Welcome to the first of four posts dedicated to helping you choose the best super glue for different types of plastic. We’ll be publishing one per week for the next four weeks.
This week is part 1 and deals with how to identify different types of plastic. After this we’ll cover choosing the best super glue for your plastic (update: Part 2 is now live and can be accessed here), preparing the plastic for bonding (now available here) and applying the glue, along with tips for achieving maximum bond strength (available here).
For those of you who need to super glue plastic now, and don’t really feel like waiting for the next few posts, please do not hesitate to contact us. We’ll be happy to help in the meantime. Alternatively, our comprehensive guide to super glues is also available. It doesn’t focus on plastic exclusively, but does contain a wealth of information that could be very helpful in guiding your glue choice.
Identifying Different Types of Plastic
There are many, many different types of plastic and each behaves differently with adhesives. Some, like rigid PVC, are fairly easy to bond. Others, like polyethylene or, even worse PTFE, are almost (but not quite) impossible. Because of the differences in how each type behaves in conjunction with adhesives, the first step in choosing the best super glue for plastic is to work out what kind of plastic you need to bond.
Conveniently, there are several methods that you can use. If the item you need to bond has a recycling code on it, you’re in luck as this can be used. The chart below provides an overview of what each one means.
Other Methods for Identifying Types of Plastic: The Float Test
If your item does not have a recycling code, there are still other methods you can use. One of simplest (and least destructive) is to see if it floats. Not all plastics do and, while there are exceptions, seeing if a piece of plastic floats is a pretty good way to work out what kind of plastic it is.
I want to stress that there are exceptions to this (and many plastics will absorb water, changing their behaviour over time), but a general rule of thumb is…
As the above graphic suggests, Polypropylene (PP), ABS and both High and Low Density Polyethylene (HDPE & LDPE) all float. Polycarbonate, PTFE, Polyester, Acetal, Acrylic, Nylon, PVC and PET all sink in water.
Polystyrene and composite materials can go either way depending on their exact construction. Polystyrene foams (like food containers) usually float because of the amount of air locked into the foam which decreases their density. Composites could be almost any combination of one or more plastics so they are impossible to identify using this method.
If you still require further confirmation of exactly what type of plastic you are working with, there are more identification methods you can try. These include…
Flammability / Burn Testing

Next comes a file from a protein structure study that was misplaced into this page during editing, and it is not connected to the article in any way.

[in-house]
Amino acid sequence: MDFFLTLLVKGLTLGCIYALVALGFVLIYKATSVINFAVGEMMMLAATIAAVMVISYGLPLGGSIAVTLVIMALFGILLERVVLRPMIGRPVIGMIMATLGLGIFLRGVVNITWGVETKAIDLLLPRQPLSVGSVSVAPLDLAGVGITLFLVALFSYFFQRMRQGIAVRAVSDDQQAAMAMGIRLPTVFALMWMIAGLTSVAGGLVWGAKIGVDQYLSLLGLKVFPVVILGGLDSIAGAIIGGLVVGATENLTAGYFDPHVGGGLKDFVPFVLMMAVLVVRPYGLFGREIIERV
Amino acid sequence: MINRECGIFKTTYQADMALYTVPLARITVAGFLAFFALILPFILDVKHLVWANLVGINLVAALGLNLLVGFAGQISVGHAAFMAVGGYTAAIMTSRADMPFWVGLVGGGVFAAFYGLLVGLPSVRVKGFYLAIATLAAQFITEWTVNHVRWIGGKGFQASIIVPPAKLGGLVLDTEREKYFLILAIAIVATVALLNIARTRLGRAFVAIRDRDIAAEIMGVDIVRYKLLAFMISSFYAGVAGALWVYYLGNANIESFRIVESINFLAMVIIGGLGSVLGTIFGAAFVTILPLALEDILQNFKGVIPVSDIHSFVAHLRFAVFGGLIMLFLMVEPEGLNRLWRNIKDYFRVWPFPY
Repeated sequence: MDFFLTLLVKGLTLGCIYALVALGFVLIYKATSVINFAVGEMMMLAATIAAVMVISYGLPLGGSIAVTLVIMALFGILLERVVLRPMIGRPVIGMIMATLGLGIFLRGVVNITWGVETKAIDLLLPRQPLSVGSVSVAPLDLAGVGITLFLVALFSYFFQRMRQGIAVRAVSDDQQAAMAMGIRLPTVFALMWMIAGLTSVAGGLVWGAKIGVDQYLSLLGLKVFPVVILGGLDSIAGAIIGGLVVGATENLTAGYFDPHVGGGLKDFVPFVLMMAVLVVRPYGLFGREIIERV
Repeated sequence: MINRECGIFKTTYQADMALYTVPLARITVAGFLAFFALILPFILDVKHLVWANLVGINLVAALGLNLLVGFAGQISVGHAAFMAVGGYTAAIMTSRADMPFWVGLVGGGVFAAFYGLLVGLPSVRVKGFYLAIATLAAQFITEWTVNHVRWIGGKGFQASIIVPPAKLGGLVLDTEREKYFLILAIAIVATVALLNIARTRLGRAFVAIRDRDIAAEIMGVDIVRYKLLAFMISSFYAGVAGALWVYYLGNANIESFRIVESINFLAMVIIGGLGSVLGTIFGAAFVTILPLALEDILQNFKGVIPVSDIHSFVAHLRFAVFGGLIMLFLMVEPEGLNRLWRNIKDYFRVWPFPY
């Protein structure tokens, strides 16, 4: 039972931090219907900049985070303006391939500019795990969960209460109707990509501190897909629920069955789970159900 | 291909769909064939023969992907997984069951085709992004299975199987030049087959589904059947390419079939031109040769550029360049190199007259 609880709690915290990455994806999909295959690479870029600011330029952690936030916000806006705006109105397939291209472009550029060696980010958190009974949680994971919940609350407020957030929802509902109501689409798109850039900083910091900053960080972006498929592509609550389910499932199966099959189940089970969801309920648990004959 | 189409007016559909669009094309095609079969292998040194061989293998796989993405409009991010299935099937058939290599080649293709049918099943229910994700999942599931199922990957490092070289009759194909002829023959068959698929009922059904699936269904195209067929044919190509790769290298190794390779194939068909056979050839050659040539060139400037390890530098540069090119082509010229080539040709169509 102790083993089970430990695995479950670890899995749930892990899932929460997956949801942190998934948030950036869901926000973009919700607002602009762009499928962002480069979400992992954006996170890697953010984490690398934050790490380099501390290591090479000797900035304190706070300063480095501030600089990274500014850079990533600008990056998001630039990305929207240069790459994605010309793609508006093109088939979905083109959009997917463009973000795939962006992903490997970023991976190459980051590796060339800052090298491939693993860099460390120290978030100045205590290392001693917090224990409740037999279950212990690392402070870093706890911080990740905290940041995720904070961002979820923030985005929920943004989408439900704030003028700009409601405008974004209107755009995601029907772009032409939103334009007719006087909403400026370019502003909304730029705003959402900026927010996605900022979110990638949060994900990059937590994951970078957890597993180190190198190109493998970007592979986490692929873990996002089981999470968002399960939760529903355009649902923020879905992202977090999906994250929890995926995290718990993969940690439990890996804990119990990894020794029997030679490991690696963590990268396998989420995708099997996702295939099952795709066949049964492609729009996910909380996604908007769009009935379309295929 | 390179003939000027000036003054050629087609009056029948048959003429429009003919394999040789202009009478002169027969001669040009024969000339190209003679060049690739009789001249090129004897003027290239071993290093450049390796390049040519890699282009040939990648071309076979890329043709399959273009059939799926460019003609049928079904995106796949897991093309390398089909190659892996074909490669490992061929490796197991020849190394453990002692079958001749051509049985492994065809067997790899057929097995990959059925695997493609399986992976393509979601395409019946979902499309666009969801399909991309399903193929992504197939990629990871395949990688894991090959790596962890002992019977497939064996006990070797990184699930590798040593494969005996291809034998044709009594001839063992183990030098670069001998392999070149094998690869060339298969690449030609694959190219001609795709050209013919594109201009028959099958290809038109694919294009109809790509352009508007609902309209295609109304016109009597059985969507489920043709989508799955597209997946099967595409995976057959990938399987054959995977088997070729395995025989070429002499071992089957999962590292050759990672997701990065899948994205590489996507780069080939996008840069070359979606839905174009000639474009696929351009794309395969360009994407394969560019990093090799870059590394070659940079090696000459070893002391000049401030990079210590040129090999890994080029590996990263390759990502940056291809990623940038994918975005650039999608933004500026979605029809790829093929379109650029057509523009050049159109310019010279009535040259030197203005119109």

Plastics in the polyolefin group (High Density Polyethylene (HDPE), Low Density Polyethylene (LDPE) and Polypropylene (PP)) are quite flammable and burn very easily. Be extremely careful when testing these kinds of plastics as molten plastic can drip quite quickly. Taking all prudent safety measures is a must.
PVC and ABS plastics will ignite, but only slightly. When they do they will soften but won’t drip molten plastic the way types in the polyolefin group will.
PET plastic will also ignite only slightly. You will notice that this type of plastic will bubble as it melts.
Colour / Appearance of Flame
Both polyolefins (HDPE, LDPE & PP) and nylons will give off a blue flame with a yellow tip when ignited. Conveniently, they do not both float so if the flame test is inconclusive, place the plastic in water. Nylon will sink, polyolefins should float.
If the flame is yellow with a green tip the plastic is likely PVC. If it is yellow with dark smoke it is most likely PET or polycarbonate while sooty, dark smoke and a yellow flame usually indicates polystyrene or ABS.
This is a test of last resort. It should only be considered if every other method is impractical or inconclusive and you simply must know what kind of plastic you are working with. The reason is simple, sniffing plastic fumes really is not healthy and definitely not something you want to engage in on any kind of regular basis. This is even more important if you already suspect the plastic may be PVC. Its fumes are particularly nasty (though I really do stress, none are good). That said, there are differences in the smell given off by the different types of plastic so this can be a way to gather more information on the type you are working with.
PET smells like burnt sugar (something like fairy-floss) while PVC has an acrid smell that is similar to chlorine. Again, I really do stress that smelling the smoke or gas given off by burnt PVC is a really, really bad idea and should be avoided.
ABS and polystyrene both smell like styrene but the ABS has a faint rubbery smell to it.
LDPE and HDPE both smell like candle wax while Polypropylene smells like candle wax but also has a faint scent of paraffin to it.
Hopefully the information here has helped you identify exactly what type of plastic you are working with. Next week, we’ll be back with another post identifying the best glue for each and every type covered here. Everything from common grades like PVC and Nylon through to super glues for notoriously hard to bond plastics like polyethylene and PTFE will be covered. We’ll also explain why identifying the correct plastic matters so much for choosing a super glue.
In the meantime, if you have questions about identifying a specific grade, or other tips that could help fellow readers please do not hesitate to contact us or, alternatively, leave your own tips and tricks in the comments. This post will be all the better for your contributions.